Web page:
For coffee lovers, the Japanese coffee shop Cafe de l’Ambre is easily the highlight of a visit to Tokyo. It’s the kind of coffee house that changes the way you think about coffee – and I’m not exaggerating.
Cafe de l’Ambre is a place that makes you feel out of time. The green beans were picked 23 years ago. The grinder is from 1948. And the roaster is 102 years old. Yet the coffee is sublime.
We’ve written about Cafe de l’Ambre before, but what’s interesting now is that we’ve discovered its influence is spreading. With two disciples in Okayama Prefecture (and who knows how many elsewhere), this is a movement, not an anomaly. So let’s explore it.
Ichiro Sekiguchi, the 102-year-old owner of Cafe de l’Ambre.
The Chef’s Choice at Blue Mountain Coffee
You’ll find Blue Mountain Coffee in Kasaoka, a small harbour town bordering Hiroshima Prefecture. It’s run by Mr. Akagi, a veteran roaster generous with his knowledge.
I asked Mr. Akagi for omakase, or “the chef’s choice”. Letting the roaster pick your coffee is a good thing to do in Japanese culture; it’s a great ice breaker. And what he prepared was somehow very similar to what I drank at Cafe de l’Ambre.
The coffee at Blue Mountain is freshly ground and weighed, the water is heated until it reaches the perfect temperature, and then the coffee is brewed using a nel drip and served in the finest china. These tiny cups are always full of rich, strong, and perfectly balanced coffee. You can taste the origin, no matter what you’re drinking.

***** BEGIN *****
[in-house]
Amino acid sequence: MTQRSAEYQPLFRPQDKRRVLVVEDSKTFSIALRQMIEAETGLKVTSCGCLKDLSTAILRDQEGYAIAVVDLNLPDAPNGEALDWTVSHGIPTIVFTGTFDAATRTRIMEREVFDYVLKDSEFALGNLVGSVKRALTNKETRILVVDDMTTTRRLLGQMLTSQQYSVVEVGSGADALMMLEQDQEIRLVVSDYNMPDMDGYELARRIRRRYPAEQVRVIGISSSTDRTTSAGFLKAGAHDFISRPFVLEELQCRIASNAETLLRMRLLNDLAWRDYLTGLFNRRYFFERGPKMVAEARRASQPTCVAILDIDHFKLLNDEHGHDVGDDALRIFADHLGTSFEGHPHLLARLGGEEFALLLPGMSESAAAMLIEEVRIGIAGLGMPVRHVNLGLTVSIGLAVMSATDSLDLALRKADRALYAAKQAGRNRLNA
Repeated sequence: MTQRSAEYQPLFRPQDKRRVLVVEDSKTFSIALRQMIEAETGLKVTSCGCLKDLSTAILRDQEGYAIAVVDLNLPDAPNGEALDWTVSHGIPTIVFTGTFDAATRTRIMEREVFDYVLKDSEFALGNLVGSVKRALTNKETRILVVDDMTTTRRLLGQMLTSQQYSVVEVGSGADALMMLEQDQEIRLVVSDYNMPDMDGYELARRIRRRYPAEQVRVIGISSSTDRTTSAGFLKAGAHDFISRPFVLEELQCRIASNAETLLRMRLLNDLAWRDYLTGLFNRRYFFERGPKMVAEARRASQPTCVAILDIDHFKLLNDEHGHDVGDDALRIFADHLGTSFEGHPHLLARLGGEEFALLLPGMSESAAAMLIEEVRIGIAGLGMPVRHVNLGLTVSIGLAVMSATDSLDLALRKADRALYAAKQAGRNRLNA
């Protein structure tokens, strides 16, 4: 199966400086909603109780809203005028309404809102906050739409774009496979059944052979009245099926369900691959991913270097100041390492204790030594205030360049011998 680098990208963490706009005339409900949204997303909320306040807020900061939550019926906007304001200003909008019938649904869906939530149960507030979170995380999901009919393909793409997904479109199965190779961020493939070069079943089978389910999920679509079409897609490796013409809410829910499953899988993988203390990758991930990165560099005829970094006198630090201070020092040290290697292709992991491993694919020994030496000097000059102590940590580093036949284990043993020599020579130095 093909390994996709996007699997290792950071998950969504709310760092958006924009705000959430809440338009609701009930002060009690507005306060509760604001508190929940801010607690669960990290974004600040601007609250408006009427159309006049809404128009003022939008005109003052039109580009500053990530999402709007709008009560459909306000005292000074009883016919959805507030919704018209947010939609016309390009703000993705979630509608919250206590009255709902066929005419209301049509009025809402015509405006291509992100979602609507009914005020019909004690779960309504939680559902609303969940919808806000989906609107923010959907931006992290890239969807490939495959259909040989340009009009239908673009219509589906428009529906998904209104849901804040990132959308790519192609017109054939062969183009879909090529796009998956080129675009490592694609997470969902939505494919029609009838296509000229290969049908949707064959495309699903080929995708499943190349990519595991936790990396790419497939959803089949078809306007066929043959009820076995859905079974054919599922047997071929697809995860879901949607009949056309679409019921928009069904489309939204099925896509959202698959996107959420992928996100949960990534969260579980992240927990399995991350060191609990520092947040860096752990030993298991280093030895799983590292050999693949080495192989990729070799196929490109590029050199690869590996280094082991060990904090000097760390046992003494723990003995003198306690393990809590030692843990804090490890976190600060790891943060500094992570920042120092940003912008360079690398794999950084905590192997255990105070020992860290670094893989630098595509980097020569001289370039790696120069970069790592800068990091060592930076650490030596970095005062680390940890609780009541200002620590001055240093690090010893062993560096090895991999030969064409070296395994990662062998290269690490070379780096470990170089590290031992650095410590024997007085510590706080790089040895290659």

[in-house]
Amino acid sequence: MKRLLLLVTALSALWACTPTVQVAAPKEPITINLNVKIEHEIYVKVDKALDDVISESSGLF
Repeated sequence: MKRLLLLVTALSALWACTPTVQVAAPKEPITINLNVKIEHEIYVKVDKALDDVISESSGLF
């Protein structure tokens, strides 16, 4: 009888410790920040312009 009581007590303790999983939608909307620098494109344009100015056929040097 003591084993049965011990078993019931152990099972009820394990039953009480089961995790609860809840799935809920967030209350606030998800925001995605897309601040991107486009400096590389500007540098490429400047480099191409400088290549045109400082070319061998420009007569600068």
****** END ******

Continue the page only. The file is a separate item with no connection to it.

When I asked Mr. Akagi about the resemblance to the legendary coffee served in Ginza, his eyes lit up. Yes, he said, he was indeed a fan of Ichiro Sekiguchi and his roasts.
Blue Mountain Coffee in Kasaoka, Okayama Prefecture.
An Intimate Experience at Orizuru
Mr. Akagi rang the owner of a place called Orizuru to say that he was sending over a non-Japanese customer. And so off I went, curious to find out more.
Orizuru means paper crane in Japanese. It’s a tiny coffee shop, designed to serve only a few customers at a time, right in the center of Okayama City. And as you walk into this intimate place, yet again you feel like you’re leaving time behind.
Time seems to stop inside Orizuru.
The owner, Mr. Fujiwara, studied roasting at Blue Mountain Coffee and carried on the tradition of using a nel drip. He’s also a world traveller who has visited Africa and Indonesia in order to learn more about his favorite beans. If he’s not too busy, ask him to show you his photo albums.
Sitting at the counter, which is carved out of one single tree, you might notice how much attention is paid to small details – much like in the Japanese tea ceremony. Preparing a cup of coffee is a slow process, particularly for the pour. Then, when the coffee is served, it’s accompanied by a smaller glass of the coffee that has been diluted. This smaller glass helps you to appreciate the essence of the coffee, and to prepare you for the stronger version.
The presentation of the coffee at Orizuru.